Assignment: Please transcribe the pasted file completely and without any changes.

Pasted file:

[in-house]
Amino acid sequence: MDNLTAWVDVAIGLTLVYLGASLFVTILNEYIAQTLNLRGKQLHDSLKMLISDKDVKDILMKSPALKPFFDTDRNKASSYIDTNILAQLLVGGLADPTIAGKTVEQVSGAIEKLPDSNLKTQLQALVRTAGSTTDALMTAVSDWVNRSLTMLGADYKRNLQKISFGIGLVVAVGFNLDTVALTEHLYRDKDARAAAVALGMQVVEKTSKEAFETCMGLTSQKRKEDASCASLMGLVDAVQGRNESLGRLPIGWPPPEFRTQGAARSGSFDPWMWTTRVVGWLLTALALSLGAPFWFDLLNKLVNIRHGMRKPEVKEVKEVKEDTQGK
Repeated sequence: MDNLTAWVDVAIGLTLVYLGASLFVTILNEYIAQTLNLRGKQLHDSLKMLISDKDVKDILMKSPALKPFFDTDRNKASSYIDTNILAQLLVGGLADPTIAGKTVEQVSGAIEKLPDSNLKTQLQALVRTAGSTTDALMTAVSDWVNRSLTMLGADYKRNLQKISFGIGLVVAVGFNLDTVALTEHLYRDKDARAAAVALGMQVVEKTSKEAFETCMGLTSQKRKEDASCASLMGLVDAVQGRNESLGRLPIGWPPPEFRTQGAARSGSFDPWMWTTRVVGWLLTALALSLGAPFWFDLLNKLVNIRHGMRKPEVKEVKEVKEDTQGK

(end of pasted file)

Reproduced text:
[in-house]
Amino acid sequence: MDNLTAWVDVAIGLTLVYLGASLFVTILNEYIAQTLNLRGKQLHDSLKMLISDKDVKDILMKSPALKPFFDTDRNKASSYIDTNILAQLLVGGLADPTIAGKTVEQVSGAIEKLPDSNLKTQLQALVRTAGSTTDALMTAVSDWVNRSLTMLGADYKRNLQKISFGIGLVVAVGFNLDTVALTEHLYRDKDARAAAVALGMQVVEKTSKEAFETCMGLTSQKRKEDASCASLMGLVDAVQGRNESLGRLPIGWPPPEFRTQGAARSGSFDPWMWTTRVVGWLLTALALSLGAPFWFDLLNKLVNIRHGMRKPEVKEVKEVKEDTQGK
Repeated sequence: MDNLTAWVDVAIGLTLVYLGASLFVTILNEYIAQTLNLRGKQLHDSLKMLISDKDVKDILMKSPALKPFFDTDRNKASSYIDTNILAQLLVGGLADPTIAGKTVEQVSGAIEKLPDSNLKTQLQALVRTAGSTTDALMTAVSDWVNRSLTMLGADYKRNLQKISFGIGLVVAVGFNLDTVALTEHLYRDKDARAAAVALGMQVVEKTSKEAFETCMGLTSQKRKEDASCASLMGLVDAVQGRNESLGRLPIGWPPPEFRTQGAARSGSFDPWMWTTRVVGWLLTALALSLGAPFWFDLLNKLVNIRHGMRKPEVKEVKEVKEDTQGK